Home-Study Lesson

Moses 8; Genesis 6–12; Abraham 1–2 (Unit 4)

“Home-Study Lesson: Moses 8; Genesis 6–12; Abraham 1–2 (Unit 4)” Old Testament Seminary Teacher Manual (2014)


Preparation Material for the Home-Study Teacher

Summary of Daily Home-Study Lessons

The following summary of the doctrines and principles your students learned as they studied Moses 8, Genesis 6–12, and Abraham 1–2 (unit 4) is not intended to be taught as part of your lesson. The lesson you teach concentrates on only a few of these doctrines and principles. Follow the promptings of the Holy Spirit as you consider the needs of your students.

Moses 8Day 1 ()

As students studied about Noah and his day, they learned that if we do not hearken to the Lord’s invitations to repent, we will suffer the consequences of continuing in our sins. Students also discovered that if we act in faith by obeying the Lord’s commands, we can receive His blessings and protection.

Genesis 6–9Day 2 ()

As students studied the effects of the Flood on the earth, they learned the importance of following the Lord’s commands so that we can receive His protection and blessings. Learning about the rainbow that appeared after this significant event helped students understand that God uses tokens as reminders of covenants.

Genesis 10–11Abraham 1:1–4Day 3 (; )

In studying about the Tower of Babel, students learned that if we choose to turn away from God, we bring consequences upon ourselves and others. Students were also introduced to the prophet Abraham and learned that if we seek for righteousness, God will bless us according to our desires.

Abraham 2Genesis 12Day 4 (; )

While studying Abraham’s experiences, students learned that as the seed of Abraham, we have a responsibility to minister to and bless all the families of the earth with the blessings of the gospel. Students also discovered that if we seek the Lord earnestly, we will find Him.

Introduction

Abraham and three virtuous young women refused to worship false gods and chose to honor God in all circumstances.

Suggestions for Teaching

Abraham 1:5–20

False priests attempt to take Abraham’s life

Invite students to imagine that they have a friend who is a member of the Church who has a difficult home life where the Lord’s commandments are taken lightly and there is no support to keep them. She wants to receive all the blessings that come from living the gospel, but some of her family members make it difficult for her to live the gospel. In fact, they often ridicule her and discourage her from living her beliefs.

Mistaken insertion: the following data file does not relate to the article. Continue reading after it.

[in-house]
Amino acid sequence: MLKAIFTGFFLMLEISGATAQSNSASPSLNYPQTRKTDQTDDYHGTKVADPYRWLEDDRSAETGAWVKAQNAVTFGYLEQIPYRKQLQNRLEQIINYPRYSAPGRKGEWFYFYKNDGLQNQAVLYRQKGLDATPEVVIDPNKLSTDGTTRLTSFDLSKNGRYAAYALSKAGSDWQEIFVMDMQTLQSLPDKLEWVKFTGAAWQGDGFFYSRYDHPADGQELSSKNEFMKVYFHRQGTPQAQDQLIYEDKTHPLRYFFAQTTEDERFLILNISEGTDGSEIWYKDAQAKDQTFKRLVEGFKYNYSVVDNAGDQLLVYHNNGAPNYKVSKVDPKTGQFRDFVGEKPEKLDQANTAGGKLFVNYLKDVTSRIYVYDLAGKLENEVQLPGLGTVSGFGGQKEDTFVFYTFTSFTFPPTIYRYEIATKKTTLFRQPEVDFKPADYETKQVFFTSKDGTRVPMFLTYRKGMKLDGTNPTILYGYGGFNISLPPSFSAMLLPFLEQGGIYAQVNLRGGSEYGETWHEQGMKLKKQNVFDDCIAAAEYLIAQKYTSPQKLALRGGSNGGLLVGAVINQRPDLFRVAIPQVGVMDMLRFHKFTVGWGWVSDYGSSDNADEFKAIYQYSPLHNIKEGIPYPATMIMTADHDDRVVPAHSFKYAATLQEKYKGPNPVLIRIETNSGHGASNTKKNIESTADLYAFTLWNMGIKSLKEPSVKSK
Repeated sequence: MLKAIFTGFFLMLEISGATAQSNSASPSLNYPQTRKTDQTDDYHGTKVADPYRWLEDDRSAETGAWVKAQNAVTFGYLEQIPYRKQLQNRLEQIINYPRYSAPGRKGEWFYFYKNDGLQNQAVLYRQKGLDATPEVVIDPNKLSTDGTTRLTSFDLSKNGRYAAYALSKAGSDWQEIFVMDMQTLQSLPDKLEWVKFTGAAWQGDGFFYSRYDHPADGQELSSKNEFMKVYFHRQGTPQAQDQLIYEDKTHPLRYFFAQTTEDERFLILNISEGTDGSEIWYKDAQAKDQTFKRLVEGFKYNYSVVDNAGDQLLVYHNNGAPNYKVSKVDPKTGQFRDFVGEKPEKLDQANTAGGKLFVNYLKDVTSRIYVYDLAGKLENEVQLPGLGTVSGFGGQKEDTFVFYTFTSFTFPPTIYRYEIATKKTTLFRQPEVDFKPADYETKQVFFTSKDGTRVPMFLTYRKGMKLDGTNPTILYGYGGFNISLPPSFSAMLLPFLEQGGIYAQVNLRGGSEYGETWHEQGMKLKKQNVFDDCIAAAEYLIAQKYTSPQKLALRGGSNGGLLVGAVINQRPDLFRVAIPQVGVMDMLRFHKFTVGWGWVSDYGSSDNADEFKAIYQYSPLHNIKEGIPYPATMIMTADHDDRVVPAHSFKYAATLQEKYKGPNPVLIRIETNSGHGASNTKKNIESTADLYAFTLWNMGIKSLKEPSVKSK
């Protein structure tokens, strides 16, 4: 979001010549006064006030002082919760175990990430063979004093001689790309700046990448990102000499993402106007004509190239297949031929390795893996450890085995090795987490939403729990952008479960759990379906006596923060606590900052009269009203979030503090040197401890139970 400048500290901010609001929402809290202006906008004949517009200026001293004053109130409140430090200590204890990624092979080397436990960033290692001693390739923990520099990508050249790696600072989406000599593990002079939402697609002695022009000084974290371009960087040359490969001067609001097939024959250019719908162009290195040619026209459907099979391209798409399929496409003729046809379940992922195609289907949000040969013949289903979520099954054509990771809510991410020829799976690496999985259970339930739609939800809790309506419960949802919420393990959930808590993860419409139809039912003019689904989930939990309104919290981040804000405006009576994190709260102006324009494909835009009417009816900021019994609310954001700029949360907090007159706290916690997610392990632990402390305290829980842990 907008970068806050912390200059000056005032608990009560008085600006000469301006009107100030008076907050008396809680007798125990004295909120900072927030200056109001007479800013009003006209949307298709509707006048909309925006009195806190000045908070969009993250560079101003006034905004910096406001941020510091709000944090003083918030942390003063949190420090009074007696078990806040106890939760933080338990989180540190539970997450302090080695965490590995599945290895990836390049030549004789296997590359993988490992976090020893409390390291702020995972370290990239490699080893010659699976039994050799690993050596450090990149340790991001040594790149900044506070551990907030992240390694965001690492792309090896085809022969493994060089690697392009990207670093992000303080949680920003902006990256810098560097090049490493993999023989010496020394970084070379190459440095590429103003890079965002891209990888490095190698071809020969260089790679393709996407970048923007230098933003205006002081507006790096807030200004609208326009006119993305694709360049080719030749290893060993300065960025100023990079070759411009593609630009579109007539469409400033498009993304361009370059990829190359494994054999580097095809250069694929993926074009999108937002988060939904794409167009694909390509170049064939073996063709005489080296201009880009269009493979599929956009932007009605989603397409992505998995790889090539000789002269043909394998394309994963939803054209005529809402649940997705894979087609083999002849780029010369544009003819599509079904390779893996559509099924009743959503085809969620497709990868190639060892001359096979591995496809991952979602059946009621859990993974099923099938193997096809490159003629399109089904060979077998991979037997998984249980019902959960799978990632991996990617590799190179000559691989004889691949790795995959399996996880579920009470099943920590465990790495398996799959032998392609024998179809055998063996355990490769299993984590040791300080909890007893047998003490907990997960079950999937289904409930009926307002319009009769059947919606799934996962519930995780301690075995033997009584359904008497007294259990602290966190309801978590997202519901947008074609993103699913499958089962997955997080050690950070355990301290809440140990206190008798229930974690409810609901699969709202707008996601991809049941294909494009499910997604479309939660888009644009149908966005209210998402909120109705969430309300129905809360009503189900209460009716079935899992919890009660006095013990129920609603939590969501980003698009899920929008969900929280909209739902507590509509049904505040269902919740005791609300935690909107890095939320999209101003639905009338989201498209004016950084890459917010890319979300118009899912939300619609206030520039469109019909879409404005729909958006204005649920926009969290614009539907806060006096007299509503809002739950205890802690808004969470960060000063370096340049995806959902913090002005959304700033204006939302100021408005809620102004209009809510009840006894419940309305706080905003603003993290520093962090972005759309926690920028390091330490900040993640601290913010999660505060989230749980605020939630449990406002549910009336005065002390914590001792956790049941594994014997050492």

• What would you tell your friend that could help her remain faithful?

Explain that Abraham was in a situation similar to that of the young woman in the scenario you just described. Even though he sought after righteousness in his life, he lived in circumstances that made it difficult to obtain his righteous desires. Ask a student to read Abraham 1:5–7 aloud. Invite the class to follow along and identify the difficult circumstances Abraham faced.

  • What difficult circumstances did Abraham face?

  • According to verses 5 and 7,what did Abraham do even though he lived in difficult circumstances? (He tried to teach his family the gospel.)

Invite a student to read Abraham 1:8–11 aloud. Ask the class to follow along and identify other difficult circumstances that existed for Abraham and other righteous people in Chaldea.

  • What difficult circumstances existed in the land of Chaldea?

  • According to verse 11, why were the three daughters of Onitah sacrificed?

Explain that the examples of Abraham and the three daughters of Onitah show us that we can choose righteousness regardless of the circumstances in which we live. Write this principle on the board.

  • What are some circumstances in which a young man or young woman may benefit from remembering this principle?

  • How might believing this principle help your friend continue to live the gospel even though it is difficult for her to do so?

Ask a student to read aloud the following statement by President Joseph Fielding Smith:

“We all know something of the courage it takes for one to stand in opposition to united custom, and general belief. None of us likes to be ridiculed. Few are able to withstand popular opinion even when they know it is wrong, and it is difficult to comprehend the magnificent courage displayed by Abraham in his profound obedience to Jehovah, in the midst of his surroundings. His moral courage, his implicit faith in God, his boldness in raising his voice in opposition to the prevailing wickedness, is almost beyond comparison (The Way to Perfection [1953], 86)” (in The Pearl of Great Price Student Manual [Church Educational System manual, 2000], 30).